The ideological churn that India is currently going through is evident when one examines the preamble to the Indian constitution. The preamble issues a clarion call that India is to be a ‘sovereign, secular, socialist and democratic republic.’ The events of the last decade have seen at least two of the above pillars challenged to varying extents. Secularism is perhaps the most contentious public issue in India at present, with credible right-wing intellectuals like Arun Shourie suggesting that in the Indian context, secularism should not enjoin a complete separation of religion and state. They argue that the concept is used as a tool to pander to minorities and create vote banks, and advocate that a commitment to pluralism, where the state accepts and respects all religions as equal, more closely mirrors the civilizational legacy of the Indian subcontinent. The discourse around the organization of religion and politics also involves fundamentalists of the Hindu and Muslim variety who reject both secularism and pluralism. Instead, they seek to align the state to a doctrine of monolithic cultural or religious nationalism.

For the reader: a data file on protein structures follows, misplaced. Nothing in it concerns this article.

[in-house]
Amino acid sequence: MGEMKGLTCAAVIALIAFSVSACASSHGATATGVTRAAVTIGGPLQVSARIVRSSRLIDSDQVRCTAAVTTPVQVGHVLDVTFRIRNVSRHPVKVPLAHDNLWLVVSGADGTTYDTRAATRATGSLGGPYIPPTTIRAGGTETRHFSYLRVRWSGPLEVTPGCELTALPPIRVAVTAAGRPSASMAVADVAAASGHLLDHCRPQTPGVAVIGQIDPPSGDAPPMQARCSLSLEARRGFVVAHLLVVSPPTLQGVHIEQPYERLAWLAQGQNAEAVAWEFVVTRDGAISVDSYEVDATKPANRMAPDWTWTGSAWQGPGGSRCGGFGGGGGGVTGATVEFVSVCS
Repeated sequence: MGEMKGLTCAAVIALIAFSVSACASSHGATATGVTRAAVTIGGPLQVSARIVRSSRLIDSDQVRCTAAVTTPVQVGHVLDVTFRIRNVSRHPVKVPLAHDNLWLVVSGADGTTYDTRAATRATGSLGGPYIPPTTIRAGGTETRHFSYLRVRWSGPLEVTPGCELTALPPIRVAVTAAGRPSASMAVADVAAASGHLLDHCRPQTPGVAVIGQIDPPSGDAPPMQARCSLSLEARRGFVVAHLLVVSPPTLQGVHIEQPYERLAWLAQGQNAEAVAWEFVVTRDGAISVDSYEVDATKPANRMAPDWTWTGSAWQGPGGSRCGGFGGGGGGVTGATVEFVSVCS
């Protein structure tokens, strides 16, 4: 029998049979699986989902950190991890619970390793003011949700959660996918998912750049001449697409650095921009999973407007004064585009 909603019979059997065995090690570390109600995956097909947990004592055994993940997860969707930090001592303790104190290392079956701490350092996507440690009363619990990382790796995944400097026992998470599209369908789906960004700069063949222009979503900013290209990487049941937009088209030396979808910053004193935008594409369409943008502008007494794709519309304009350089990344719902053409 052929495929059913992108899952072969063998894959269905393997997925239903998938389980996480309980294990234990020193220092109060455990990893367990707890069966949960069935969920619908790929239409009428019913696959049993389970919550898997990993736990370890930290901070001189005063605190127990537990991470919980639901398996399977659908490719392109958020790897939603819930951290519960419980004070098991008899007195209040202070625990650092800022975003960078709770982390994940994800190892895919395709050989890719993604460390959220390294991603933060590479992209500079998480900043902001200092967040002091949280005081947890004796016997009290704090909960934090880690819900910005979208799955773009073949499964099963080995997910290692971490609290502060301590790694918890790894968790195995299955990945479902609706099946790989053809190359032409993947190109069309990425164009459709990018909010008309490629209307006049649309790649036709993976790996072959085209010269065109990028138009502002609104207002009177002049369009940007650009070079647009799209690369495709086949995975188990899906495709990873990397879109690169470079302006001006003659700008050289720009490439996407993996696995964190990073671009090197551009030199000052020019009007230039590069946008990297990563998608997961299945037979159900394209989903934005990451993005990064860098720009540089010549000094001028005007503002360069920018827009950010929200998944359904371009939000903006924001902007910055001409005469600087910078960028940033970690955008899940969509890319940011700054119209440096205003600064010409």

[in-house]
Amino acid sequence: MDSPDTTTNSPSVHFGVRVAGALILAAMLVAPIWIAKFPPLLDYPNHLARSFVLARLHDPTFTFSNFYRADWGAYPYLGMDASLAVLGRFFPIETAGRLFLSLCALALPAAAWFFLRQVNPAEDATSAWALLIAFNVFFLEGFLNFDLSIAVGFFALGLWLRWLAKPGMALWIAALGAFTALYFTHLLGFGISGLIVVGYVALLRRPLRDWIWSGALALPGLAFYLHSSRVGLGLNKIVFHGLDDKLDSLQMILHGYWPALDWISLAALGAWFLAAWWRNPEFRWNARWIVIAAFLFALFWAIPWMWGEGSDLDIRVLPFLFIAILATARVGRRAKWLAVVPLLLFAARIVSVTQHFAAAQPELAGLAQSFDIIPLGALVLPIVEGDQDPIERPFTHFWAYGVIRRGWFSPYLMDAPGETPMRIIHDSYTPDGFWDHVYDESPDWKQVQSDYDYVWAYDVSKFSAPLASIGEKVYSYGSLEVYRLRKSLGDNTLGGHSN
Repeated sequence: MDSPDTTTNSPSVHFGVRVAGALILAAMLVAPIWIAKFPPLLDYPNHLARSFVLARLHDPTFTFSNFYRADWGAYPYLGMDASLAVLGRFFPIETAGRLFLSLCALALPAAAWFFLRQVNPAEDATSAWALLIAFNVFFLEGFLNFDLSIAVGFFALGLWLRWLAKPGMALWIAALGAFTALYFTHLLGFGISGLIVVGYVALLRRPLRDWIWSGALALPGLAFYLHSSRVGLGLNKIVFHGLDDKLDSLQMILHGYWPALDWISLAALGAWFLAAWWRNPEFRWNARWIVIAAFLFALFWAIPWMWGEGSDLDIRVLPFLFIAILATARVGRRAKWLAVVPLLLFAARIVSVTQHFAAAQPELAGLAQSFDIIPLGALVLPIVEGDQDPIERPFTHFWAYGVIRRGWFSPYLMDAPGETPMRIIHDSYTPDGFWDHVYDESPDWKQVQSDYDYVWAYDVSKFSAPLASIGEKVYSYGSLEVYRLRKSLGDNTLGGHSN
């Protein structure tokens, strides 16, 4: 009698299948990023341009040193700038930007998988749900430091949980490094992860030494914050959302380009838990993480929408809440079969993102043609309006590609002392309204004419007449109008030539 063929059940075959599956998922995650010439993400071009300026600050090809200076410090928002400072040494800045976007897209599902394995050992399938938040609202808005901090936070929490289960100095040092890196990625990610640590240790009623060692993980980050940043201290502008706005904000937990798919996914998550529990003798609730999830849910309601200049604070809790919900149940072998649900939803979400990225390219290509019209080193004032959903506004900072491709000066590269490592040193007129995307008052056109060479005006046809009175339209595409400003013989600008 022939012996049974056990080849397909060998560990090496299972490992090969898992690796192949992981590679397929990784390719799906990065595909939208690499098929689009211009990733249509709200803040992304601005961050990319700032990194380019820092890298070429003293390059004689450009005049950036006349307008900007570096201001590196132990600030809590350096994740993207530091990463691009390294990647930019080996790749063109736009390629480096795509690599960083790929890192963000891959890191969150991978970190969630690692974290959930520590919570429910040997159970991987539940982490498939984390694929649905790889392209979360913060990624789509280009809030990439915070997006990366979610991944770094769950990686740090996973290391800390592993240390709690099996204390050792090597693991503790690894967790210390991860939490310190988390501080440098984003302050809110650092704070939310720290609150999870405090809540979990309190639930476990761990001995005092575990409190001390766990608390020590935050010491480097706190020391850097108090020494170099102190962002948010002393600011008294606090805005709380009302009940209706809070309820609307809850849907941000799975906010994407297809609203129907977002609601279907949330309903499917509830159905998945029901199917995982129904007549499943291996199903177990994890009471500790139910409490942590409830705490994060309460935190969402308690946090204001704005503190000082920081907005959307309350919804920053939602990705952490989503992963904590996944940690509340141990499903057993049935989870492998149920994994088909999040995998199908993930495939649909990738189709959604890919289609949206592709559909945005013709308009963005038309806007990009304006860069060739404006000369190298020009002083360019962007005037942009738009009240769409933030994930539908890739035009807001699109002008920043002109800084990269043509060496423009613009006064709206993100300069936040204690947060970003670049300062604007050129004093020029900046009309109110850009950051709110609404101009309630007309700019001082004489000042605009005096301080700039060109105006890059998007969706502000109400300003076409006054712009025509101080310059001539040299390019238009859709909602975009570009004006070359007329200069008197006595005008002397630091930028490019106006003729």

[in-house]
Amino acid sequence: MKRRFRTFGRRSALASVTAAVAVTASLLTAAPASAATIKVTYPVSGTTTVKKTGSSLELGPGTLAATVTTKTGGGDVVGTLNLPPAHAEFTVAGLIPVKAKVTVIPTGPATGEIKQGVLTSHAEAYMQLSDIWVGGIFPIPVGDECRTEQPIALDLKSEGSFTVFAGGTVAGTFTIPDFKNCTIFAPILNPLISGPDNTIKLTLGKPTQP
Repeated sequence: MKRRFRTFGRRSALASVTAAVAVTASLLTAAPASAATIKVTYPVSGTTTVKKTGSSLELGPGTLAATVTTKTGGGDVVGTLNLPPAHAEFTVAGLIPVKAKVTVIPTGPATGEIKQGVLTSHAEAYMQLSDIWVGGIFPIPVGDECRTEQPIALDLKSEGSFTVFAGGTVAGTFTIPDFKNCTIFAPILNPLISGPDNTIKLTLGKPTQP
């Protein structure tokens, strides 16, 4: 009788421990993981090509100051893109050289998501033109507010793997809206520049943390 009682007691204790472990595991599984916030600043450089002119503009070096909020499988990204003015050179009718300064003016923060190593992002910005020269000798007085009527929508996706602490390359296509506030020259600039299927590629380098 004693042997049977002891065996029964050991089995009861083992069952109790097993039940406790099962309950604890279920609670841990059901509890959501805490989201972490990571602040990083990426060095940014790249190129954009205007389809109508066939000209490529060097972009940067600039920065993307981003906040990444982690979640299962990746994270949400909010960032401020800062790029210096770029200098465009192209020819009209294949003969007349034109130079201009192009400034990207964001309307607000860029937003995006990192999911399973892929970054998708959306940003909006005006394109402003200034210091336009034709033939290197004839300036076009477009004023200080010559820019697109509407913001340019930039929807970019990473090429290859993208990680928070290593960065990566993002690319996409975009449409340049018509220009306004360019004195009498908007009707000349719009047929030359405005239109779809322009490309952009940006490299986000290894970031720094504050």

Equally, India’s socialist past is also dying a slow death. Nehruvian socialism was the guiding compass of India’s economic policy until the liberalization of 1991, and the election of a pro-market, economically liberal government in the 2014 general election suggests that a second round of market reforms are around the corner. However, this shift away from a dirigiste economy to one where the state plays a regulatory role remains extremely contentious, with the contending views around the BJP’s Land Acquisition ordinance symbolizing the ideological cleavage.